There are many guides to setting the tiller on your recurve, but what does it actually mean?
Everyone, (and their granny) has an opinion on how to set the tiller. Generally the advice is to set an initial difference between top and bottom limb of about 5mm.
You will know by now that, unfortunately, there is a relationship between everything in archery.
Move something and something else goes correspondingly the other way.
Well, tiller is related to the nocking point, how you hold your string and most probably other UN-mentionables.
But, there are a couple of simple things to remember.
First, the difference between the top and bottom limb measurement will closely match how far above horizontal you place your nocking point
Second, how do you hold the string?, if you have 3 fingers under then start with a zero tiller.
A Mediterranean loose (one over, two under) start your tuning with 5mm of tiller (and set your nocking point up accordingly)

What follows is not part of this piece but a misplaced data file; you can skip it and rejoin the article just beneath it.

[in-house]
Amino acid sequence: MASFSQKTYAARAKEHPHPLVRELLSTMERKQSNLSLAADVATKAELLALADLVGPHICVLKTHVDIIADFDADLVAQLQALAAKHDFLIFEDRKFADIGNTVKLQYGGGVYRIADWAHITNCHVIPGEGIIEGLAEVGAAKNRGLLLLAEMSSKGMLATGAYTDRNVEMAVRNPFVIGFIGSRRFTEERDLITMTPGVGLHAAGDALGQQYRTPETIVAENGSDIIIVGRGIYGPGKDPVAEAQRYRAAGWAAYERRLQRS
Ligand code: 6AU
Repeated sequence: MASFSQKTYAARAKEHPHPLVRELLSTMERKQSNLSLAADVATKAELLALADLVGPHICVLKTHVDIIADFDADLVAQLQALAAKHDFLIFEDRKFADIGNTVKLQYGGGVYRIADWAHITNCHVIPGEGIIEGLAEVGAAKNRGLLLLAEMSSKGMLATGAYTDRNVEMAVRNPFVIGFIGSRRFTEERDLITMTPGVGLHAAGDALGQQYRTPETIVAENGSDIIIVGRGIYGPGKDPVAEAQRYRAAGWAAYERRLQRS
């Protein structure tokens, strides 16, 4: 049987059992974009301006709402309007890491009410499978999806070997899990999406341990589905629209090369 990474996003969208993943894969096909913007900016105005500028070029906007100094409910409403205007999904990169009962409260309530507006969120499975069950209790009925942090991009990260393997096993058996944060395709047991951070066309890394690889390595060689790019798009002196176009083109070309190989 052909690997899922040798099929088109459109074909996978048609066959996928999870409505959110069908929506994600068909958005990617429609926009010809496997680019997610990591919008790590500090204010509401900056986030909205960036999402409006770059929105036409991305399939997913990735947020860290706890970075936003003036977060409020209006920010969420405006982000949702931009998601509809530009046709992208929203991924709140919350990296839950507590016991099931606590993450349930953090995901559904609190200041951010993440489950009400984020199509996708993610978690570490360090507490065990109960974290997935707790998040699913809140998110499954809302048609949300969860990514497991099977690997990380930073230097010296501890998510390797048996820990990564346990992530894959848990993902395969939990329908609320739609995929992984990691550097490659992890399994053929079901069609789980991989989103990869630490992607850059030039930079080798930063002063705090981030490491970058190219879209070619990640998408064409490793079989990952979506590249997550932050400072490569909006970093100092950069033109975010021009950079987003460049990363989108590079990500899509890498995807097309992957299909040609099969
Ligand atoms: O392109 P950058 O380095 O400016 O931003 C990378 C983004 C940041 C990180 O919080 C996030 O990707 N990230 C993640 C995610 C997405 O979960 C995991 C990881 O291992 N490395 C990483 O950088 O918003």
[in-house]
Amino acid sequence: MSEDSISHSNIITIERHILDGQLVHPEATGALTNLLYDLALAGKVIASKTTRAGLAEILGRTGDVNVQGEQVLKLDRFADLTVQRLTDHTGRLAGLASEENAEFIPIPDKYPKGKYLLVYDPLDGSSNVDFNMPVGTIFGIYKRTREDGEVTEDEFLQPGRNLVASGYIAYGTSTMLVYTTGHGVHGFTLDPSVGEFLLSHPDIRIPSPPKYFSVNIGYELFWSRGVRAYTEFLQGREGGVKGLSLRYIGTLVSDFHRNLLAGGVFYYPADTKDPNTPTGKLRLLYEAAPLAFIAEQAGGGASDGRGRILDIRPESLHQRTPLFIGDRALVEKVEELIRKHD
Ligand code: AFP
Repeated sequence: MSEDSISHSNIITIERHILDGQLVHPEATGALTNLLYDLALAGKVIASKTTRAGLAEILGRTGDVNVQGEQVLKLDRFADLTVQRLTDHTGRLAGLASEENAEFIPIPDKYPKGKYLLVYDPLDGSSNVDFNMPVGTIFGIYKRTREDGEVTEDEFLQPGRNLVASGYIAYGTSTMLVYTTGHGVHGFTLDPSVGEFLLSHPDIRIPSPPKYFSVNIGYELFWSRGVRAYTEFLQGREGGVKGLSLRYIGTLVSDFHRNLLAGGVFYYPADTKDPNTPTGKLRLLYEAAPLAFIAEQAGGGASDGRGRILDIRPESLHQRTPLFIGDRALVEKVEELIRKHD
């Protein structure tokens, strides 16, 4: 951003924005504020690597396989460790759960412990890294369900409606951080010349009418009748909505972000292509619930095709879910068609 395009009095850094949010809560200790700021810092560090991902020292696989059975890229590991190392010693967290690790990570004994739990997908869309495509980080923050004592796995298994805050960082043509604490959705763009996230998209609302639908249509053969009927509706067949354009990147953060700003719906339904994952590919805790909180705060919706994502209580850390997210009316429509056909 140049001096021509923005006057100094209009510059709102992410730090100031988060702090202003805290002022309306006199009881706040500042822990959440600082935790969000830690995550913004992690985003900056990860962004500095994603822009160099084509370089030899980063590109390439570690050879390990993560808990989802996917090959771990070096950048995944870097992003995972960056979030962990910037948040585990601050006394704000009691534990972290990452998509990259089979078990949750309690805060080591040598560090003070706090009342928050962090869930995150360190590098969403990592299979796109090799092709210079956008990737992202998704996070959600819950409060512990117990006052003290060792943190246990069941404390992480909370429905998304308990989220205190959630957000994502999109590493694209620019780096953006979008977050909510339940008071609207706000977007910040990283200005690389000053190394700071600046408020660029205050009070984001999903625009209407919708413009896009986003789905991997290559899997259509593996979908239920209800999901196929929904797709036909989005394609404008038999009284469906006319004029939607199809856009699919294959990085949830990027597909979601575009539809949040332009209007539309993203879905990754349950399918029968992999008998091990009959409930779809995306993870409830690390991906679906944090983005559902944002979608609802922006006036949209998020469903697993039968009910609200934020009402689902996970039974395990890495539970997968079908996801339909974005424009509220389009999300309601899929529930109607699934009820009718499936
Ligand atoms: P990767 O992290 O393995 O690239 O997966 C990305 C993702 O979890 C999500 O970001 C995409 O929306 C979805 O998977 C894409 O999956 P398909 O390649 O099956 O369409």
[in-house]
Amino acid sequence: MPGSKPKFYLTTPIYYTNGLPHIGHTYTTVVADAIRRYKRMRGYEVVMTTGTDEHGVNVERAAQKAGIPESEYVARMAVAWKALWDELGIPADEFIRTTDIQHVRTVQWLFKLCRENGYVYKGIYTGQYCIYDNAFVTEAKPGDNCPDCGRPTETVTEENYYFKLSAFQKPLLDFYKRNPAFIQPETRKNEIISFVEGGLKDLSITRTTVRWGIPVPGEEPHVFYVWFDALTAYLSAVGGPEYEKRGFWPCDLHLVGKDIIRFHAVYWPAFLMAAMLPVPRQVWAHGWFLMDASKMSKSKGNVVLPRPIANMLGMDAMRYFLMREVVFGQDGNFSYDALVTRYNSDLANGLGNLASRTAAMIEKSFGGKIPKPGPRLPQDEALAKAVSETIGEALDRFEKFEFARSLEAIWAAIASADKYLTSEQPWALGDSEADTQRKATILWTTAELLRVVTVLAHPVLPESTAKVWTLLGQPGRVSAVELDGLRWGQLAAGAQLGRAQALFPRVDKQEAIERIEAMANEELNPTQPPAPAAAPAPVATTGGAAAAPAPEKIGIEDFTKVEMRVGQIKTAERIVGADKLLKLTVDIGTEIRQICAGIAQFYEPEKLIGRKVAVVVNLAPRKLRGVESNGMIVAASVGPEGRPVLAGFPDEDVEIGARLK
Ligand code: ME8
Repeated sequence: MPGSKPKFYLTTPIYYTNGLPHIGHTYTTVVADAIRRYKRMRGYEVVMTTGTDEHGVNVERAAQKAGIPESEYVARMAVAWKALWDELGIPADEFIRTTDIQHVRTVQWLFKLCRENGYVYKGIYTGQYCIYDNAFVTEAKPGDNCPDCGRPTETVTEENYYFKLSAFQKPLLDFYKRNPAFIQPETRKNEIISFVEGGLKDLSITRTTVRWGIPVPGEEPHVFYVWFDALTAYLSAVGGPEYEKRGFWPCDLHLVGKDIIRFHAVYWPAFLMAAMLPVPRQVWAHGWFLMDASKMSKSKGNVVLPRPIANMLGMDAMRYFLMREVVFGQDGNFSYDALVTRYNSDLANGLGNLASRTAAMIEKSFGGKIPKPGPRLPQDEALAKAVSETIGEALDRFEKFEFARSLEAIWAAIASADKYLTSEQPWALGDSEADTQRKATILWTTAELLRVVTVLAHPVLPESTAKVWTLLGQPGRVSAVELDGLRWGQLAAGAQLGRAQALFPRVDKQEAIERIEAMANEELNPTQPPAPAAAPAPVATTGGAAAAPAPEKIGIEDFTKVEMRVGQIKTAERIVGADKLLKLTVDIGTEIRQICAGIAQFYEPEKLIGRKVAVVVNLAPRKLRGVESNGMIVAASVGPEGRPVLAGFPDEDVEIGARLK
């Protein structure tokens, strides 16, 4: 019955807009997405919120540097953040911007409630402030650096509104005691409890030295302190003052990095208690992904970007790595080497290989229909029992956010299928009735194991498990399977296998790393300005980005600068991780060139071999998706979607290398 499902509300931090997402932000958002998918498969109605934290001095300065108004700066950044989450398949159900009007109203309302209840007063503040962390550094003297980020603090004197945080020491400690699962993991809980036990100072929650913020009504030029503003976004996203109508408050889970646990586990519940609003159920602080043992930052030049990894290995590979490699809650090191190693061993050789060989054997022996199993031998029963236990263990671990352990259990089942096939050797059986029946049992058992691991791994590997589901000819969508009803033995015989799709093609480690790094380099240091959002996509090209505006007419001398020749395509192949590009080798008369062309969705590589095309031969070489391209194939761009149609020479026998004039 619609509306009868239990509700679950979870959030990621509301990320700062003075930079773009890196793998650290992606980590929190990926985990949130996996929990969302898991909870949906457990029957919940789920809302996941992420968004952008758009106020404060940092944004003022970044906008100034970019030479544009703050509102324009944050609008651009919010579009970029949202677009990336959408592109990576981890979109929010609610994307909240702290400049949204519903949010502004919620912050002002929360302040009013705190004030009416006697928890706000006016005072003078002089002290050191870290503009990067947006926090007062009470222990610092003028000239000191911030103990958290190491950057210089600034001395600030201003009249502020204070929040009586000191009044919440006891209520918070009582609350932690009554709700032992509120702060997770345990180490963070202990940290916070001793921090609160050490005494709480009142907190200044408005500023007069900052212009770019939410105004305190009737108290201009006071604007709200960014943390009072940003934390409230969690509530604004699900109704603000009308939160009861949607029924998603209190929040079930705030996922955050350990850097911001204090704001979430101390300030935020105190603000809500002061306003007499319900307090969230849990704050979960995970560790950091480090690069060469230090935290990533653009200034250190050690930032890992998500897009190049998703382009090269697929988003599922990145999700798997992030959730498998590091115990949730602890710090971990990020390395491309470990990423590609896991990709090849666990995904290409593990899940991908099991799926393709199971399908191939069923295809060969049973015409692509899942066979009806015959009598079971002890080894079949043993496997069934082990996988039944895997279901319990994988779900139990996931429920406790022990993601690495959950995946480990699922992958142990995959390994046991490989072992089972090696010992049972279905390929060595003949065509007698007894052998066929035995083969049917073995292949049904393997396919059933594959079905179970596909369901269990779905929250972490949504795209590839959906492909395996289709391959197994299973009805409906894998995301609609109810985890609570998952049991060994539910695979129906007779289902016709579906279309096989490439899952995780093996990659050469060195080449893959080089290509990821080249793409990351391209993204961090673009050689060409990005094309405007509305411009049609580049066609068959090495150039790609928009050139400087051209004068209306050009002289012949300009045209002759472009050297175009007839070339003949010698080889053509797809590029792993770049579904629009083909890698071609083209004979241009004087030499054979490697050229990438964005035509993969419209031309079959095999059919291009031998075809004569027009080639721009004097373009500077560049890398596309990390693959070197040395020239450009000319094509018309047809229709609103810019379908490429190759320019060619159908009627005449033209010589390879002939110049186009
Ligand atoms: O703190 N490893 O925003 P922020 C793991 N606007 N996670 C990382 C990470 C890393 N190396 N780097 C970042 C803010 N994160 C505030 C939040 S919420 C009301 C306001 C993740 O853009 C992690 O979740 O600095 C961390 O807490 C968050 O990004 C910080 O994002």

Stop, I want to get off……………………………………………………..
Can you just explain why? Please…..
OK…… tillering is balancing the difference between your bow hand pressure (the centre of the bow) and your string finger pressure (above the centre of the bow). They are not in line so you are pulling and pushing in slightly different planes, bow hand is generally higher than the point where the fingers pull the string.
The bow manufacturers make the bottom and top limb slightly different strengths to allow for this, but as you know one size does not fit everyone, so you have to tune the bow to you!
To adjust your tillering stand around 5 metres from a target butt and at full draw aim at a point on the target and close your eyes for 5 seconds. When you open your eyes you should still be aiming at the same point. You adjust your limb bolts according to your bows manual instructions.
If you have moved above the aiming point then the top limb is too strong and you should reduce the weight by a ¼ turn and retest. If you have moved below the aiming point then the bottom limb is too strong and you should reduce the weight by a ¼ turn and retest.
Good tillering provides a balance between the limbs, your bow hand and your string hand. It will quieten down the bow noise as the limbs will now be working in harmony. Your aiming will be a lot easier because you will not be subconsciously fighting the vertical movement of the bow.
You may now need to re-visit your nocking point, check it.